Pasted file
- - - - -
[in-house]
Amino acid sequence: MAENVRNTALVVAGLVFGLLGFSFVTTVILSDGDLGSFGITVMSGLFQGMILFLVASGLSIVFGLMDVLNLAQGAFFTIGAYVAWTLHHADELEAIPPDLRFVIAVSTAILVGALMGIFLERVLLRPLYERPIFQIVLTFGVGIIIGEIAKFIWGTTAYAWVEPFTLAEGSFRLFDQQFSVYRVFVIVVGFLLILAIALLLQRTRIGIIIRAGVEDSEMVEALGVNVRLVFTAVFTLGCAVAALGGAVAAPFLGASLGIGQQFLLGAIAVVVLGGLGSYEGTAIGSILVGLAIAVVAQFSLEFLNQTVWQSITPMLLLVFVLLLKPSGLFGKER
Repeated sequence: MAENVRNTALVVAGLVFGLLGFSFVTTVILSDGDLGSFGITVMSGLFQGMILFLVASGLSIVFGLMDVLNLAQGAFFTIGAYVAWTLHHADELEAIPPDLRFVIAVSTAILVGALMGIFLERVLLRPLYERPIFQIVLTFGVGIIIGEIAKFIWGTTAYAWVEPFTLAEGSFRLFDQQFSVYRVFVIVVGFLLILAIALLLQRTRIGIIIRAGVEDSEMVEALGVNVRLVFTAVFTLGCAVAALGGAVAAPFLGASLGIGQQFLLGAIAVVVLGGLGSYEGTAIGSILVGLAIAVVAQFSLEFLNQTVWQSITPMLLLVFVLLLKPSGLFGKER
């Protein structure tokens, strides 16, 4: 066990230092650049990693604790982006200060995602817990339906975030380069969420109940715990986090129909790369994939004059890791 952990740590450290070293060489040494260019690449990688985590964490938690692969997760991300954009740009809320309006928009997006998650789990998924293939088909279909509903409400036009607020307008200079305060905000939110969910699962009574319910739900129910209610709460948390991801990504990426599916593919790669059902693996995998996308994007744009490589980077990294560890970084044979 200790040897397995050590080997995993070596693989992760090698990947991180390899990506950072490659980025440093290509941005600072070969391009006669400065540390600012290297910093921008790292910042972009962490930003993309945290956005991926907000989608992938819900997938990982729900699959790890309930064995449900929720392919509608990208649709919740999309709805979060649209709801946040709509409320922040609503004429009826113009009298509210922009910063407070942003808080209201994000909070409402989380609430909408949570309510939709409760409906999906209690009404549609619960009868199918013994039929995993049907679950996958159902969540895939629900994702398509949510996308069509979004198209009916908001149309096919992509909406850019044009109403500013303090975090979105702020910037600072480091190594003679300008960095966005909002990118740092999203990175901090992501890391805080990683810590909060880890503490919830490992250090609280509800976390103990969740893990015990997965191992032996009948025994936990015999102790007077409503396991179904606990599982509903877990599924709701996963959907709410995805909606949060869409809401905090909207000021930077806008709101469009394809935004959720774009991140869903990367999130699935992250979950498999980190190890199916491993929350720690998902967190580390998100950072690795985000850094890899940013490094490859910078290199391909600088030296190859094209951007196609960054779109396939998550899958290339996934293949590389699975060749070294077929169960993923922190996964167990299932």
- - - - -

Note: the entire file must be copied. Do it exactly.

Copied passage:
[in-house]
Amino acid sequence: MAENVRNTALVVAGLVFGLLGFSFVTTVILSDGDLGSFGITVMSGLFQGMILFLVASGLSIVFGLMDVLNLAQGAFFTIGAYVAWTLHHADELEAIPPDLRFVIAVSTAILVGALMGIFLERVLLRPLYERPIFQIVLTFGVGIIIGEIAKFIWGTTAYAWVEPFTLAEGSFRLFDQQFSVYRVFVIVVGFLLILAIALLLQRTRIGIIIRAGVEDSEMVEALGVNVRLVFTAVFTLGCAVAALGGAVAAPFLGASLGIGQQFLLGAIAVVVLGGLGSYEGTAIGSILVGLAIAVVAQFSLEFLNQTVWQSITPMLLLVFVLLLKPSGLFGKER
Repeated sequence: MAENVRNTALVVAGLVFGLLGFSFVTTVILSDGDLGSFGITVMSGLFQGMILFLVASGLSIVFGLMDVLNLAQGAFFTIGAYVAWTLHHADELEAIPPDLRFVIAVSTAILVGALMGIFLERVLLRPLYERPIFQIVLTFGVGIIIGEIAKFIWGTTAYAWVEPFTLAEGSFRLFDQQFSVYRVFVIVVGFLLILAIALLLQRTRIGIIIRAGVEDSEMVEALGVNVRLVFTAVFTLGCAVAALGGAVAAPFLGASLGIGQQFLLGAIAVVVLGGLGSYEGTAIGSILVGLAIAVVAQFSLEFLNQTVWQSITPMLLLVFVLLLKPSGLFGKER
């Protein structure tokens, strides 16, 4: 066990230092650049990693604790982006200060995602817990339906975030380069969420109940715990986090129909790369994939004059890791 952990740590450290070293060489040494260019690449990688985590964490938690692969997760991300954009740009809320309006928009997006998650789990998924293939088909279909509903409400036009607020307008200079305060905000939110969910699962009574319910739900129910209610709460948390991801990504990426599916593919790669059902693996995998996308994007744009490589980077990294560890970084044979 200790040897397995050590080997995993070596693989992760090698990947991180390899990506950072490659980025440093290509941005600072070969391009006669400065540390600012290297910093921008790292910042972009962490930003993309945290956005991926907000989608992938819900997938990982729900699959790890309930064995449900929720392919509608990208649709919740999309709805979060649209709801946040709509409320922040609503004429009826113009009298509210922009910063407070942003808080209201994000909070409402989380609430909408949570309510939709409760409906999906209690009404549609619960009868199918013994039929995993049907679950996958159902969540895939629900994702398509949510996308069509979004198209009916908001149309096919992509909406850019044009109403500013303090975090979105702020910037600072480091190594003679300008960095966005909002990118740092999203990175901090992501890391805080990683810590909060880890503490919830490992250090609280509800976390103990969740893990015990997965191992032996009948025994936990015999102790007077409503396991179904606990599982509903877990599924709701996963959907709410995805909606949060869409809401905090909207000021930077806008709101469009394809935004959720774009991140869903990367999130699935992250979950498999980190190890199916491993929350720690998902967190580390998100950072690795985000850094890899940013490094490859910078290199391909600088030296190859094209951007196609960054779109396939998550899958290339996934293949590389699975060749070294077929169960993923922190996964167990299932």